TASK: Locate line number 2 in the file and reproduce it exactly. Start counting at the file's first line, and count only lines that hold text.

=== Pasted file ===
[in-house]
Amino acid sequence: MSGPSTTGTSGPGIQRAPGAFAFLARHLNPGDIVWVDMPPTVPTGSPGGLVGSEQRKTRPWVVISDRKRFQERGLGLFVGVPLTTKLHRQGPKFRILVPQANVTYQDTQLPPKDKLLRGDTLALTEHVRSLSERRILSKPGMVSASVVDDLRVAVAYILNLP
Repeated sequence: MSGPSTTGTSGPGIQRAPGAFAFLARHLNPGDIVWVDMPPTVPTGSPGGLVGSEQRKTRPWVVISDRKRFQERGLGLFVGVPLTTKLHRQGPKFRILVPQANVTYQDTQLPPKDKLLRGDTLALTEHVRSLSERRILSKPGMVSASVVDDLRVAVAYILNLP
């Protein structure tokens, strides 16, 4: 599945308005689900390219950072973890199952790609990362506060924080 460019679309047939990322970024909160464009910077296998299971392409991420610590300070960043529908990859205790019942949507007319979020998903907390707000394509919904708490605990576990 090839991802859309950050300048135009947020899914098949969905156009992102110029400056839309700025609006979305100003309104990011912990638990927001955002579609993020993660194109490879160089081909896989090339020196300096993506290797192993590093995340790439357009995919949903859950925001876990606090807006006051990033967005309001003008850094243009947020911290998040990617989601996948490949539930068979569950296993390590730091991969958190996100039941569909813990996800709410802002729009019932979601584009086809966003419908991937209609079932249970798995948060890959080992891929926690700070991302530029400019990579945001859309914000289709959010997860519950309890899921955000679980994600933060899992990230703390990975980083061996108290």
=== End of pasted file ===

Amino acid sequence: MSGPSTTGTSGPGIQRAPGAFAFLARHLNPGDIVWVDMPPTVPTGSPGGLVGSEQRKTRPWVVISDRKRFQERGLGLFVGVPLTTKLHRQGPKFRILVPQANVTYQDTQLPPKDKLLRGDTLALTEHVRSLSERRILSKPGMVSASVVDDLRVAVAYILNLP